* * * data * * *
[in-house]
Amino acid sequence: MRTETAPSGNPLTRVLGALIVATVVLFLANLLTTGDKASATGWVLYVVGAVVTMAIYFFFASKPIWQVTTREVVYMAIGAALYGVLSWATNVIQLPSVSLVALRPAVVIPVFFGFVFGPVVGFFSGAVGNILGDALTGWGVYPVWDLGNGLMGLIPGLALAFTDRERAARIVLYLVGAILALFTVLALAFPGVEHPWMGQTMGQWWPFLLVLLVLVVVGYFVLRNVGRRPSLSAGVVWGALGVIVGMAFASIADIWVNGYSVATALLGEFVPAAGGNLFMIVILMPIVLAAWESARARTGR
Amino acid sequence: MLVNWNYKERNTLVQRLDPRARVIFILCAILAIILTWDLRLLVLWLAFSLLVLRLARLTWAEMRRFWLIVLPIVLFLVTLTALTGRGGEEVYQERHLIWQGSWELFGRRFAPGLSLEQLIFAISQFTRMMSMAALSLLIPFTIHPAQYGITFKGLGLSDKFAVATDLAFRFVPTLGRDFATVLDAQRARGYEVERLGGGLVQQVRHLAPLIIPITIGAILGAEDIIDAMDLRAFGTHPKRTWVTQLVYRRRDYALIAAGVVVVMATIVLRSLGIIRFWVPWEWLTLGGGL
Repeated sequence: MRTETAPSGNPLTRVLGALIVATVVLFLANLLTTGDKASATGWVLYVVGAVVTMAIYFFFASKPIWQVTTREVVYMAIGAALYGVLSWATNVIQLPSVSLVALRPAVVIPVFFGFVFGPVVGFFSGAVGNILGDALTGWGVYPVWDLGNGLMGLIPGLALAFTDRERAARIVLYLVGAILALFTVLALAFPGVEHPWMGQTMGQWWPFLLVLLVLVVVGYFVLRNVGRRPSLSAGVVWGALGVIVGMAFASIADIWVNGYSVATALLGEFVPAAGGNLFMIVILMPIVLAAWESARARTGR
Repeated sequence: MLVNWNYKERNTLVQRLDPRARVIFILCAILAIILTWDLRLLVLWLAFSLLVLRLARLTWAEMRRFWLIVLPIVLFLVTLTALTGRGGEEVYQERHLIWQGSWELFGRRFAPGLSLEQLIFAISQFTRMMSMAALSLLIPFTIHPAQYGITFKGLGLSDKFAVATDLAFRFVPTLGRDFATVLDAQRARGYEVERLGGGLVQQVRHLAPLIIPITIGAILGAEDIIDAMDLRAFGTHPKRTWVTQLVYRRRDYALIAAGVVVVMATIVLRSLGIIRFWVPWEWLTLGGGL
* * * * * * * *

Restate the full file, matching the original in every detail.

[in-house]
Amino acid sequence: MRTETAPSGNPLTRVLGALIVATVVLFLANLLTTGDKASATGWVLYVVGAVVTMAIYFFFASKPIWQVTTREVVYMAIGAALYGVLSWATNVIQLPSVSLVALRPAVVIPVFFGFVFGPVVGFFSGAVGNILGDALTGWGVYPVWDLGNGLMGLIPGLALAFTDRERAARIVLYLVGAILALFTVLALAFPGVEHPWMGQTMGQWWPFLLVLLVLVVVGYFVLRNVGRRPSLSAGVVWGALGVIVGMAFASIADIWVNGYSVATALLGEFVPAAGGNLFMIVILMPIVLAAWESARARTGR
Amino acid sequence: MLVNWNYKERNTLVQRLDPRARVIFILCAILAIILTWDLRLLVLWLAFSLLVLRLARLTWAEMRRFWLIVLPIVLFLVTLTALTGRGGEEVYQERHLIWQGSWELFGRRFAPGLSLEQLIFAISQFTRMMSMAALSLLIPFTIHPAQYGITFKGLGLSDKFAVATDLAFRFVPTLGRDFATVLDAQRARGYEVERLGGGLVQQVRHLAPLIIPITIGAILGAEDIIDAMDLRAFGTHPKRTWVTQLVYRRRDYALIAAGVVVVMATIVLRSLGIIRFWVPWEWLTLGGGL
Repeated sequence: MRTETAPSGNPLTRVLGALIVATVVLFLANLLTTGDKASATGWVLYVVGAVVTMAIYFFFASKPIWQVTTREVVYMAIGAALYGVLSWATNVIQLPSVSLVALRPAVVIPVFFGFVFGPVVGFFSGAVGNILGDALTGWGVYPVWDLGNGLMGLIPGLALAFTDRERAARIVLYLVGAILALFTVLALAFPGVEHPWMGQTMGQWWPFLLVLLVLVVVGYFVLRNVGRRPSLSAGVVWGALGVIVGMAFASIADIWVNGYSVATALLGEFVPAAGGNLFMIVILMPIVLAAWESARARTGR
Repeated sequence: MLVNWNYKERNTLVQRLDPRARVIFILCAILAIILTWDLRLLVLWLAFSLLVLRLARLTWAEMRRFWLIVLPIVLFLVTLTALTGRGGEEVYQERHLIWQGSWELFGRRFAPGLSLEQLIFAISQFTRMMSMAALSLLIPFTIHPAQYGITFKGLGLSDKFAVATDLAFRFVPTLGRDFATVLDAQRARGYEVERLGGGLVQQVRHLAPLIIPITIGAILGAEDIIDAMDLRAFGTHPKRTWVTQLVYRRRDYALIAAGVVVVMATIVLRSLGIIRFWVPWEWLTLGGGL